Anaplastic large cell lymphoma (ALCL) is a rare and indolent type of mature T cell lymphoma, which is composed of large atypical lymphocytes with pleomorphic, anaplastic, or immunoblastic cytomorphology [1]. Clinical manifestations include primary cutaneous type and secondary cutaneous involvement from the systemic type of ALCL [1]. The primary cutaneous form is characterized by cutaneous lesions without systemic involvement and usually presents with asymptomatic, solitary, grouped, multicentric, or generalized tumors that may ulcerate and spontaneously regress [1,2].

The diagnosis of these tumoral lesions is usually made by clinical findings, histologic and immunophenotypic examinations. We present a case of primary cutaneous CD 30 (+) anaplastic large cell lymphoma assessed by dermoscopy that responded very well to local radiotherapy.

Case Report

A 64-year-old female was admitted to our outpatient clinic with a one-year history of multiple pink nodular lesions of a few millimeters and centimeters in diameter on the chest, back and gluteal regions (Figure 1). Dermoscopic examination of the nodular lesions revealed pink-to-yellow structureless areas and polymorphous vessels (Figure 2). The largest nodular lesion on the right scapular region was totally excised for diagnosis. Total excision of the nodular lesion on the back revealed diffuse dermal cellular infiltration histologically (hematoxylin & eosin staining [H&E]) (Figure 3A). The infiltration consisted of large atypical cells with CD3, CD4 and CD30 positivity (Figure 3B and C) on immunohistochemical examination, as well as negativity for anaplastic lymphoma kinase and CD20 staining (Figure 3D). She was diagnosed as CD30 (+) ALK (-) anaplastic large cell lymphoma.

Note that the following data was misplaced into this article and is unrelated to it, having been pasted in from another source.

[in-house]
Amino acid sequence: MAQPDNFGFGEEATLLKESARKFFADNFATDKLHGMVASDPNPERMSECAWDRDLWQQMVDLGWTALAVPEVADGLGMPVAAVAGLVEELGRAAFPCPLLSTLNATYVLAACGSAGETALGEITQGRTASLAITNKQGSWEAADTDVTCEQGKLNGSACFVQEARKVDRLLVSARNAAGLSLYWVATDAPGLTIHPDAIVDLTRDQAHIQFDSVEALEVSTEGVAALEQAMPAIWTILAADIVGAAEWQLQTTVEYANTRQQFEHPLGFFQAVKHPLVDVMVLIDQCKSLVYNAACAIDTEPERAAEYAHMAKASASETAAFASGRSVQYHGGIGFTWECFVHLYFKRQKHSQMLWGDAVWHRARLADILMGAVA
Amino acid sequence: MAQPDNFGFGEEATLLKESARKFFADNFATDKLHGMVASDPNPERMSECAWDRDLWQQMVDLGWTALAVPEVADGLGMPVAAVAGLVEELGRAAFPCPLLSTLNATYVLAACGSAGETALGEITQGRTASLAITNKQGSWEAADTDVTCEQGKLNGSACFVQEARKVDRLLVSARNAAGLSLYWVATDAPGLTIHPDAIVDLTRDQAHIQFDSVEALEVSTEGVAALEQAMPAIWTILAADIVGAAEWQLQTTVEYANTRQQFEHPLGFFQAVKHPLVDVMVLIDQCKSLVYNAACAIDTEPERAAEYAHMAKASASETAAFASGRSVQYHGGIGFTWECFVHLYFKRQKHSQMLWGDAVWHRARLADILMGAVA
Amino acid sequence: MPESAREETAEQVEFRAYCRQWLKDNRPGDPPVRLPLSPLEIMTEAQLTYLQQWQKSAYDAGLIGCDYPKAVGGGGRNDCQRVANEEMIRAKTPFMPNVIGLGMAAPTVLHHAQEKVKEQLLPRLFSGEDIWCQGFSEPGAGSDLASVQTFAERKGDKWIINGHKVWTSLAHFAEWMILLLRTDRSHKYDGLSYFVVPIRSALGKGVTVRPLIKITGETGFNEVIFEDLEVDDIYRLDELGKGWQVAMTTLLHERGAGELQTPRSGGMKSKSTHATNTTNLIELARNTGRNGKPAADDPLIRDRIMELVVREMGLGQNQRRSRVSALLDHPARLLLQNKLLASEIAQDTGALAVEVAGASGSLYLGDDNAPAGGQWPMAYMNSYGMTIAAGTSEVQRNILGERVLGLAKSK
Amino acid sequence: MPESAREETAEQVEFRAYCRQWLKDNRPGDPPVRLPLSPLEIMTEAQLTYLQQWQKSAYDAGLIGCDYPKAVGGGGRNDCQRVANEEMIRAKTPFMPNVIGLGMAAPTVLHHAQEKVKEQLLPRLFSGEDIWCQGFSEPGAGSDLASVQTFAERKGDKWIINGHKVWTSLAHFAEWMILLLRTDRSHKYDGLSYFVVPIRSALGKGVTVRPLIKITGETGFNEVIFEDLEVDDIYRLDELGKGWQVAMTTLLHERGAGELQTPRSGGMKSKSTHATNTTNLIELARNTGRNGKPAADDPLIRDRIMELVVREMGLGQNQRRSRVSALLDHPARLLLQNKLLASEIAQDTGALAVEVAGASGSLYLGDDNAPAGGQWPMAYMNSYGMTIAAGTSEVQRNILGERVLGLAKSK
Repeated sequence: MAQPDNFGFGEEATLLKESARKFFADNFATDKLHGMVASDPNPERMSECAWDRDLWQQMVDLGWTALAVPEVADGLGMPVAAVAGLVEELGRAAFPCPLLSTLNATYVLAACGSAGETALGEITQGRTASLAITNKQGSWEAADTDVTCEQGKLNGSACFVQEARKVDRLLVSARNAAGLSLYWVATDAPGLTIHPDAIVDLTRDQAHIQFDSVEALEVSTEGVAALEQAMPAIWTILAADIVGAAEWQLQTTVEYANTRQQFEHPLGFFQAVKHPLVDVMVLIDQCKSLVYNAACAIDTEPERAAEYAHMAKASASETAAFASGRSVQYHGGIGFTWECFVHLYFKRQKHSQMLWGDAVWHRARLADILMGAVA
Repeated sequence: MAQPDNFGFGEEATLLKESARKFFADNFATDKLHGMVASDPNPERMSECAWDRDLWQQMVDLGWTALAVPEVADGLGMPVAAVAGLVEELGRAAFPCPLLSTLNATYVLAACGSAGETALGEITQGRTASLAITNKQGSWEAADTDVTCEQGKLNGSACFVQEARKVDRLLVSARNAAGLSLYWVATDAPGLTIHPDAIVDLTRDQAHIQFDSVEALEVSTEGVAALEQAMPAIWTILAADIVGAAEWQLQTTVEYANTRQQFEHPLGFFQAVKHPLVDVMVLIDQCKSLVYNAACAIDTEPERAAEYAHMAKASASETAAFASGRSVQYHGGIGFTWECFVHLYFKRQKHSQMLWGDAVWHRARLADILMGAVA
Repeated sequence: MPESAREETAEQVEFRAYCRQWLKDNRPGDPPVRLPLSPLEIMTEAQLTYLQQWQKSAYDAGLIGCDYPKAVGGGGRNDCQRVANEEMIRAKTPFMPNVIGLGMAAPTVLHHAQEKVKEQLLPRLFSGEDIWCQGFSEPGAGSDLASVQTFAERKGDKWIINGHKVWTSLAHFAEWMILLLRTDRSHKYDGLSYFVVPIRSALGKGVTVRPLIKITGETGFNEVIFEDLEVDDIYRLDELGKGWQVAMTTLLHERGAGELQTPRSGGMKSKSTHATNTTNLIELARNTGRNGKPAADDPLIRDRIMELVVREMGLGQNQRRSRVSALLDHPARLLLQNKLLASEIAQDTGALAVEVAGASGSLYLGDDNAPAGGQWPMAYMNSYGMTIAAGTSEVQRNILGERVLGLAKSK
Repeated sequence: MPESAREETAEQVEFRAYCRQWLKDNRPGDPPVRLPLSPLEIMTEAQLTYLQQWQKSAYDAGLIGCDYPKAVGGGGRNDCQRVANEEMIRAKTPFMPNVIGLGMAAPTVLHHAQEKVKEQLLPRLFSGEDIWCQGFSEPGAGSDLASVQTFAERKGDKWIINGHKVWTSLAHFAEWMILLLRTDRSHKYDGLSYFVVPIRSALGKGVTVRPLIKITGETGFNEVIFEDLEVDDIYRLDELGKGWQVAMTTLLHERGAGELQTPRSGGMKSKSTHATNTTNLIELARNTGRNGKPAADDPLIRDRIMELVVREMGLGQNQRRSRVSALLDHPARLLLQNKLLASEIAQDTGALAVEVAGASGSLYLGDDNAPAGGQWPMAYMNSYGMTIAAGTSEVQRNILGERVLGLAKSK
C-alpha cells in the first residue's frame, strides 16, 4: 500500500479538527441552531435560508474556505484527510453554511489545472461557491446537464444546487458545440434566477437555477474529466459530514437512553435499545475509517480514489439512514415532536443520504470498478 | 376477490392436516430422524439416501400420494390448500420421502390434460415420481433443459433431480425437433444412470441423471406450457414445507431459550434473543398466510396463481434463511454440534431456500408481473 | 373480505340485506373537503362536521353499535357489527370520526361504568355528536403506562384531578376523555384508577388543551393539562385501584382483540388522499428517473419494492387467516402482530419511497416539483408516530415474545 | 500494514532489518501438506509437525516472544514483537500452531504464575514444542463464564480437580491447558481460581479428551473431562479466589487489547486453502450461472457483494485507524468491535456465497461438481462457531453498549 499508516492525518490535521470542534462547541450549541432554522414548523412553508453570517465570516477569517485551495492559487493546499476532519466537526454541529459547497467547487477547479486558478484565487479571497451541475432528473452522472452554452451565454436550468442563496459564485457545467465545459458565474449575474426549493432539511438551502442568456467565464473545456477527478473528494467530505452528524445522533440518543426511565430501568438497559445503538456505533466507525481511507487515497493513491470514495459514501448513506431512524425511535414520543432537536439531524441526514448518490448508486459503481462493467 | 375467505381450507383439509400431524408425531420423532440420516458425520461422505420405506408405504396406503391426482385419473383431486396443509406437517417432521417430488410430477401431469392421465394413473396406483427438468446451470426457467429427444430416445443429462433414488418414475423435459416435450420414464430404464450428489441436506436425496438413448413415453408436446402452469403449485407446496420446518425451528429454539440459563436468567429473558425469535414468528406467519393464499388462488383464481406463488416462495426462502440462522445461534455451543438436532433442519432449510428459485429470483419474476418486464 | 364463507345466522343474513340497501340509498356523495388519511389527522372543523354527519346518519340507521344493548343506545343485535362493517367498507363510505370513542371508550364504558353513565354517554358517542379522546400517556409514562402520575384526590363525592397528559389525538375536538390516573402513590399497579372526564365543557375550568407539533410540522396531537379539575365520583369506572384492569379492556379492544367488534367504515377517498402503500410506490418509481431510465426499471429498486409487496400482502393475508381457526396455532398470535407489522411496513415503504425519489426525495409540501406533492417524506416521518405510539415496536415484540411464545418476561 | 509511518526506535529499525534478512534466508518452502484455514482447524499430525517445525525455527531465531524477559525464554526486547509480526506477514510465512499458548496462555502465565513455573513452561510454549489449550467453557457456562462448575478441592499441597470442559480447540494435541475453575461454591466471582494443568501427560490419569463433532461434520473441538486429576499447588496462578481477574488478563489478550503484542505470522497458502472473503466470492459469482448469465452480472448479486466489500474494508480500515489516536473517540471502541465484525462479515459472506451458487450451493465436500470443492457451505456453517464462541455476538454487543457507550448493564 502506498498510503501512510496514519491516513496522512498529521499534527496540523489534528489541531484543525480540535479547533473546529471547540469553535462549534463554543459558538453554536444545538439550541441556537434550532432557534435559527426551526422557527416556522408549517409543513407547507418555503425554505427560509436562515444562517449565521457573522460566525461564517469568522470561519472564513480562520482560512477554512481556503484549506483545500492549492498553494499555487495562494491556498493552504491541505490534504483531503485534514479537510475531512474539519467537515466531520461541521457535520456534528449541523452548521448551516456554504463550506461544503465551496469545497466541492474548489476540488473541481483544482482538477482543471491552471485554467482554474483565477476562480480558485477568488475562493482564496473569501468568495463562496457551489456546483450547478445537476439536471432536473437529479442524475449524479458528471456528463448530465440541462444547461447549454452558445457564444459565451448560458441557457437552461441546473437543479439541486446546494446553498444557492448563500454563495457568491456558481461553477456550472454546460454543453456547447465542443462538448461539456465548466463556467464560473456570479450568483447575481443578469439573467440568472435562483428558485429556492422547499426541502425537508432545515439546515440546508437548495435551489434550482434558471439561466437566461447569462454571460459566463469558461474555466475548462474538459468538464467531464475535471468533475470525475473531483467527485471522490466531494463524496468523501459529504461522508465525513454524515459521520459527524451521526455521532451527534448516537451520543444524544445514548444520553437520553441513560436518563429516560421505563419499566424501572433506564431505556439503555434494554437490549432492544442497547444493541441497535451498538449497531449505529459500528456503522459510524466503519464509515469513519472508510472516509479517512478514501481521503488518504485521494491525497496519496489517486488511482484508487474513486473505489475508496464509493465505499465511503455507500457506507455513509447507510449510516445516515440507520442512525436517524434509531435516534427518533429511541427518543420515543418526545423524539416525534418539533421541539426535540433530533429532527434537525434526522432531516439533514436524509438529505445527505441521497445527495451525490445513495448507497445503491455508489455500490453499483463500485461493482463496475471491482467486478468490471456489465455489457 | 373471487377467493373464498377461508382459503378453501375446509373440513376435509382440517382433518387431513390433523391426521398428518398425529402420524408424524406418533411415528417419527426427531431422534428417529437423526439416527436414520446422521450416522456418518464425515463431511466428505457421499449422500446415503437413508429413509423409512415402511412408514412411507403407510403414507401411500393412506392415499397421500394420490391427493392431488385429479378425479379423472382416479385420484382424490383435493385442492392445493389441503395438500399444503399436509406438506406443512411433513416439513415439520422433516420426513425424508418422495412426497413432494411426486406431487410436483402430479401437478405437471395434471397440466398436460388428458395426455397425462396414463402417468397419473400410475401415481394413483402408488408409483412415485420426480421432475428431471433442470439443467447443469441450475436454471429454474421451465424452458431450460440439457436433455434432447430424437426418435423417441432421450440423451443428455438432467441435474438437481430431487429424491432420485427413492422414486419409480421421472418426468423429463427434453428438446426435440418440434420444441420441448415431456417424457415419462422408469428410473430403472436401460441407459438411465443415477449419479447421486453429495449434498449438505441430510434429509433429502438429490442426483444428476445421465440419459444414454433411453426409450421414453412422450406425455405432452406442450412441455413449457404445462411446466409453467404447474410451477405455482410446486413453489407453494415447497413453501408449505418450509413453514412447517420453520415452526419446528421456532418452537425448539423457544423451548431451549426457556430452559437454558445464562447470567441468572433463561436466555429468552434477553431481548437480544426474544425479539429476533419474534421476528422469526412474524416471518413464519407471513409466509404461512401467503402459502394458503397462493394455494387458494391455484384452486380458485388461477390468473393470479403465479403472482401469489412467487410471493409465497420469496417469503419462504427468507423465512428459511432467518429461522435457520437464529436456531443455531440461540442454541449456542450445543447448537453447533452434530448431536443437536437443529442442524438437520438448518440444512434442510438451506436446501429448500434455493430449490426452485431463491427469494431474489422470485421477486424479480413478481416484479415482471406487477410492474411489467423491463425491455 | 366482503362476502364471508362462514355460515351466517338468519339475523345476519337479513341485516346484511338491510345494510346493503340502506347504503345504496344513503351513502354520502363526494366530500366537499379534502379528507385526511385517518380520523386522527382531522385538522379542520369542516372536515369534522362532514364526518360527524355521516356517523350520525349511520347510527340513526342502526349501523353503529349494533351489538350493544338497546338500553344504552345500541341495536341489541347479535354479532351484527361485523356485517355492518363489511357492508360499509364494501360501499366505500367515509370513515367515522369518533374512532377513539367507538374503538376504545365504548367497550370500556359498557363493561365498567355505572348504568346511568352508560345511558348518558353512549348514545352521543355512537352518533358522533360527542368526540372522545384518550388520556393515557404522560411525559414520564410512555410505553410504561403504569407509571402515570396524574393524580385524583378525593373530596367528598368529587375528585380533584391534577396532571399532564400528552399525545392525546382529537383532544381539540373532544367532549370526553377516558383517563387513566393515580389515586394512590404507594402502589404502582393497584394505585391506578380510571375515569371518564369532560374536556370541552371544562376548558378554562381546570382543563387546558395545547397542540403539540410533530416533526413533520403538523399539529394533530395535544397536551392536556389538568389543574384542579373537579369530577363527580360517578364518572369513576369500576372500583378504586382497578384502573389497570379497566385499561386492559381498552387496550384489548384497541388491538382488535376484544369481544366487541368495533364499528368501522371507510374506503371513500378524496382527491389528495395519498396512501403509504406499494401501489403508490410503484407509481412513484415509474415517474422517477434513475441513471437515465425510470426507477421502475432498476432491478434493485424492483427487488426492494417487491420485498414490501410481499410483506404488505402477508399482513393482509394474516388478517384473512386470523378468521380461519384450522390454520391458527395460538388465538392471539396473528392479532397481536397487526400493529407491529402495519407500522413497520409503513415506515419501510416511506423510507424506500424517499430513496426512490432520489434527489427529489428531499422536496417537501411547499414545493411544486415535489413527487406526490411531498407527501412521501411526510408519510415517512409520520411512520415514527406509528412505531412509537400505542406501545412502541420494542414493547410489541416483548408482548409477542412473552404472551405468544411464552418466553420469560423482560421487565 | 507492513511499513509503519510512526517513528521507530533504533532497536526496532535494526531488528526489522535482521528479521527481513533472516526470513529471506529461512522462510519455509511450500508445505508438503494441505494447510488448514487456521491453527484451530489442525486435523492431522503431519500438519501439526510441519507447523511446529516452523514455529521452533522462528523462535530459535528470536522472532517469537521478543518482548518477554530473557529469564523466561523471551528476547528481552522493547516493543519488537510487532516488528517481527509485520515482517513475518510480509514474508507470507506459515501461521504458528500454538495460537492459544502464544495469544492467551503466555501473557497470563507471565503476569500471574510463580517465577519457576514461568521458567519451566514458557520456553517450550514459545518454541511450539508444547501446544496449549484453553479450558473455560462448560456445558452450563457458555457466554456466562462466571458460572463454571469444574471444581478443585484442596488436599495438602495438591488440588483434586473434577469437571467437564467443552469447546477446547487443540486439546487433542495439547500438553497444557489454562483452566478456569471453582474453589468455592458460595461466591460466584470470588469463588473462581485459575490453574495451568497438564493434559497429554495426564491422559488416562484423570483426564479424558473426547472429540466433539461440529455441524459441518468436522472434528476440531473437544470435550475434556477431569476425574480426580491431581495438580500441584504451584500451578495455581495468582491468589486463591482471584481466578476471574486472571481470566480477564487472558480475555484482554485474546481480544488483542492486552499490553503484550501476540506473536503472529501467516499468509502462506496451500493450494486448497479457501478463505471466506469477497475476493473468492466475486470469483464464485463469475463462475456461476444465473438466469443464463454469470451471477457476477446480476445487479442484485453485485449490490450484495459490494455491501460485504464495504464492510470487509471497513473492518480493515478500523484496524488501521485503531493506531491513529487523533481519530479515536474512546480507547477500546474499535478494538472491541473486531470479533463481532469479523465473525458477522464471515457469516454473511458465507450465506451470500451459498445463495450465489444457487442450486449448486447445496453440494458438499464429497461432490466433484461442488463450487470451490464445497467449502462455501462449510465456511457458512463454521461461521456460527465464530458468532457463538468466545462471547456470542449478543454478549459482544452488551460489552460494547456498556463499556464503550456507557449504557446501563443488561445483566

Figure 1. Multiple pink nodular lesions of a few millimeters and centimeters in diameter on chest and back. [Copyright: ©2017 Uzuncakmak et al.]

Figure 2. Pink-to-yellow structureless areas and arborizing-to-polymorphous vessels with non-polarized dermoscopy. [Copyright: ©2017 Uzuncakmak et al.]

Figure 3. Total excision specimen of the nodular lesion on back revealed diffuse dermal cellular infiltration (H&E) (A). The infiltration consisted of large atypical cells with CD3, CD4 and CD30 positivity (B, C) immunohistochemically, as well as negativity for anaplastic lymphoma kinase and CD20 staining (D). [Copyright: ©2017 Uzuncakmak et al.]

Systemic scanning for metastasis, including complete blood count, routine biochemistry, flow cytometry and body scanning with tomography were totally normal.

Local radiotherapy for large nodules and surgical excision for small nodules were performed. Almost all of the nodular lesions had totally regressed after 10 sessions of radiotherapy. She has been under follow up without any recurrence for one year.

Discussion